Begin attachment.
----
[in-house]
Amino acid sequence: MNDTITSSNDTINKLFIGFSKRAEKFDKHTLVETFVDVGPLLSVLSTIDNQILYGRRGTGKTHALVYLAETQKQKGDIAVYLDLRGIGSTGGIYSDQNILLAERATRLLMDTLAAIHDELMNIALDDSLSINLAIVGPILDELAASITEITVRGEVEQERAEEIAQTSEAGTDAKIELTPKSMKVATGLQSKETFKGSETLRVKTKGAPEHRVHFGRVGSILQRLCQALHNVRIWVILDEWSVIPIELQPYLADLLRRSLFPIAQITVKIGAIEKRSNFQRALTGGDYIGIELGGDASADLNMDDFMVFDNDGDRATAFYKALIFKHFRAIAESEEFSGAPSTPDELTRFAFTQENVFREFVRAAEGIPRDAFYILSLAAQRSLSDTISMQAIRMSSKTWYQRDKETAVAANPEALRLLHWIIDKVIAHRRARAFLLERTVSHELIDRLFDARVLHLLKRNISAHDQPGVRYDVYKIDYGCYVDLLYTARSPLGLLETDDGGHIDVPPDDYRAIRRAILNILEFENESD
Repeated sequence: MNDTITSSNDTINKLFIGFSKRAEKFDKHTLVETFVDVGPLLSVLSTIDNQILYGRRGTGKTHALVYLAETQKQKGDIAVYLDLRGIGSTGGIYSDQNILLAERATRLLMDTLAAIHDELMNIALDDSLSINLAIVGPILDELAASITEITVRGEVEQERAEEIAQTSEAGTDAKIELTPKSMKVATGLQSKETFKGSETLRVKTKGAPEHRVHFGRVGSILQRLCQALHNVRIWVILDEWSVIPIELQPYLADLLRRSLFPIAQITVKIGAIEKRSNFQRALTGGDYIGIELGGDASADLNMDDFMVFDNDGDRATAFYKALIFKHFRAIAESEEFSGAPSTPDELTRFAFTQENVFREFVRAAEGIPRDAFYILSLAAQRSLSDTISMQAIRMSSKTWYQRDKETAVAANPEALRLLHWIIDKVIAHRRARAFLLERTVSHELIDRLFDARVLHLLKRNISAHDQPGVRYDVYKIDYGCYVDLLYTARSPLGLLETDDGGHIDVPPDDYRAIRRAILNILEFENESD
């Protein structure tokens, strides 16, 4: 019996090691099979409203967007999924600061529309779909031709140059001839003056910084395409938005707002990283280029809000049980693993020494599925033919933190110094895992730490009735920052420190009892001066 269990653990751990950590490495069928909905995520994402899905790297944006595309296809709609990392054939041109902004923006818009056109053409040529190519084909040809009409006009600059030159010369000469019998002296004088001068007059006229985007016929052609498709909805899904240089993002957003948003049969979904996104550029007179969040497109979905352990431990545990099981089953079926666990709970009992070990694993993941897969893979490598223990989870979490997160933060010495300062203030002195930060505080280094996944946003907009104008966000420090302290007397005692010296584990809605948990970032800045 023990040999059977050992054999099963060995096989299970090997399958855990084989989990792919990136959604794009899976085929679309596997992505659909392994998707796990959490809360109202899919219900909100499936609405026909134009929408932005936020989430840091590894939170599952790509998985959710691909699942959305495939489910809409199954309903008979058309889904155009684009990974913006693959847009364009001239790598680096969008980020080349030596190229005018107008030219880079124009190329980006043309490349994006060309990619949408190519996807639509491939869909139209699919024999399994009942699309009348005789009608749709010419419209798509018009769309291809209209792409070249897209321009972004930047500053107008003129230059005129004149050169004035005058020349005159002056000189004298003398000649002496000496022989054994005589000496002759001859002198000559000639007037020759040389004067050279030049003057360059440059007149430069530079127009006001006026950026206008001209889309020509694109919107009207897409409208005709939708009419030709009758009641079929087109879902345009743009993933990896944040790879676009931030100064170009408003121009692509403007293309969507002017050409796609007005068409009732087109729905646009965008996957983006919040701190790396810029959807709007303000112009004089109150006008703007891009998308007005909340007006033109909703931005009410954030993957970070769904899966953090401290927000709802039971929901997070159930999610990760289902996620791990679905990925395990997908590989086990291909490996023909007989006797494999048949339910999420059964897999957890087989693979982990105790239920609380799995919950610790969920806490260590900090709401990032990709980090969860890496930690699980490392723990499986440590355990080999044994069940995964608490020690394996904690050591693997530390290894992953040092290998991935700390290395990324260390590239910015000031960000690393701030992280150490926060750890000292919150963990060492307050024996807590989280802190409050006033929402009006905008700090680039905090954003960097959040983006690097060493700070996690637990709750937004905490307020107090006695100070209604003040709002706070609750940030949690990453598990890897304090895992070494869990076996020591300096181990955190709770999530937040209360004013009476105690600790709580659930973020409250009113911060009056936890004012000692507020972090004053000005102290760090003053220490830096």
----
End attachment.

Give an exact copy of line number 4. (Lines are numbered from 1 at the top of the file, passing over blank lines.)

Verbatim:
């Protein structure tokens, strides 16, 4: 019996090691099979409203967007999924600061529309779909031709140059001839003056910084395409938005707002990283280029809000049980693993020494599925033919933190110094895992730490009735920052420190009892001066 269990653990751990950590490495069928909905995520994402899905790297944006595309296809709609990392054939041109902004923006818009056109053409040529190519084909040809009409006009600059030159010369000469019998002296004088001068007059006229985007016929052609498709909805899904240089993002957003948003049969979904996104550029007179969040497109979905352990431990545990099981089953079926666990709970009992070990694993993941897969893979490598223990989870979490997160933060010495300062203030002195930060505080280094996944946003907009104008966000420090302290007397005692010296584990809605948990970032800045 023990040999059977050992054999099963060995096989299970090997399958855990084989989990792919990136959604794009899976085929679309596997992505659909392994998707796990959490809360109202899919219900909100499936609405026909134009929408932005936020989430840091590894939170599952790509998985959710691909699942959305495939489910809409199954309903008979058309889904155009684009990974913006693959847009364009001239790598680096969008980020080349030596190229005018107008030219880079124009190329980006043309490349994006060309990619949408190519996807639509491939869909139209699919024999399994009942699309009348005789009608749709010419419209798509018009769309291809209209792409070249897209321009972004930047500053107008003129230059005129004149050169004035005058020349005159002056000189004298003398000649002496000496022989054994005589000496002759001859002198000559000639007037020759040389004067050279030049003057360059440059007149430069530079127009006001006026950026206008001209889309020509694109919107009207897409409208005709939708009419030709009758009641079929087109879902345009743009993933990896944040790879676009931030100064170009408003121009692509403007293309969507002017050409796609007005068409009732087109729905646009965008996957983006919040701190790396810029959807709007303000112009004089109150006008703007891009998308007005909340007006033109909703931005009410954030993957970070769904899966953090401290927000709802039971929901997070159930999610990760289902996620791990679905990925395990997908590989086990291909490996023909007989006797494999048949339910999420059964897999957890087989693979982990105790239920609380799995919950610790969920806490260590900090709401990032990709980090969860890496930690699980490392723990499986440590355990080999044994069940995964608490020690394996904690050591693997530390290894992953040092290998991935700390290395990324260390590239910015000031960000690393701030992280150490926060750890000292919150963990060492307050024996807590989280802190409050006033929402009006905008700090680039905090954003960097959040983006690097060493700070996690637990709750937004905490307020107090006695100070209604003040709002706070609750940030949690990453598990890897304090895992070494869990076996020591300096181990955190709770999530937040209360004013009476105690600790709580659930973020409250009113911060009056936890004012000692507020972090004053000005102290760090003053220490830096």